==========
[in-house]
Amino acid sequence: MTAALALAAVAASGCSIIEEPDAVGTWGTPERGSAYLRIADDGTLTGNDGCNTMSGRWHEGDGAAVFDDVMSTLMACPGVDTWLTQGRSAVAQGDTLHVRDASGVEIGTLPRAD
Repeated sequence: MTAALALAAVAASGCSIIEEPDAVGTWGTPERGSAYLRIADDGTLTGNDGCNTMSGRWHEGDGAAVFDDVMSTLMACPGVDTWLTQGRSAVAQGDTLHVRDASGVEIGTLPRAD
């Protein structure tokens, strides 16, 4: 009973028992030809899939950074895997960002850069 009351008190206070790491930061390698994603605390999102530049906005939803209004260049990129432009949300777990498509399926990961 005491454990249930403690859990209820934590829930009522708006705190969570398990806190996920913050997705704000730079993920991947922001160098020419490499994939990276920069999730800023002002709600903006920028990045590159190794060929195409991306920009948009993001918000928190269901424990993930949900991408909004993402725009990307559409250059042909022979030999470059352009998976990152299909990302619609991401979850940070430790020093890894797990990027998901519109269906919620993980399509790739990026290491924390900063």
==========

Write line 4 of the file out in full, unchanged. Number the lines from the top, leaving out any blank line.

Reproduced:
């Protein structure tokens, strides 16, 4: 009973028992030809899939950074895997960002850069 009351008190206070790491930061390698994603605390999102530049906005939803209004260049990129432009949300777990498509399926990961 005491454990249930403690859990209820934590829930009522708006705190969570398990806190996920913050997705704000730079993920991947922001160098020419490499994939990276920069999730800023002002709600903006920028990045590159190794060929195409991306920009948009993001918000928190269901424990993930949900991408909004993402725009990307559409250059042909022979030999470059352009998976990152299909990302619609991401979850940070430790020093890894797990990027998901519109269906919620993980399509790739990026290491924390900063």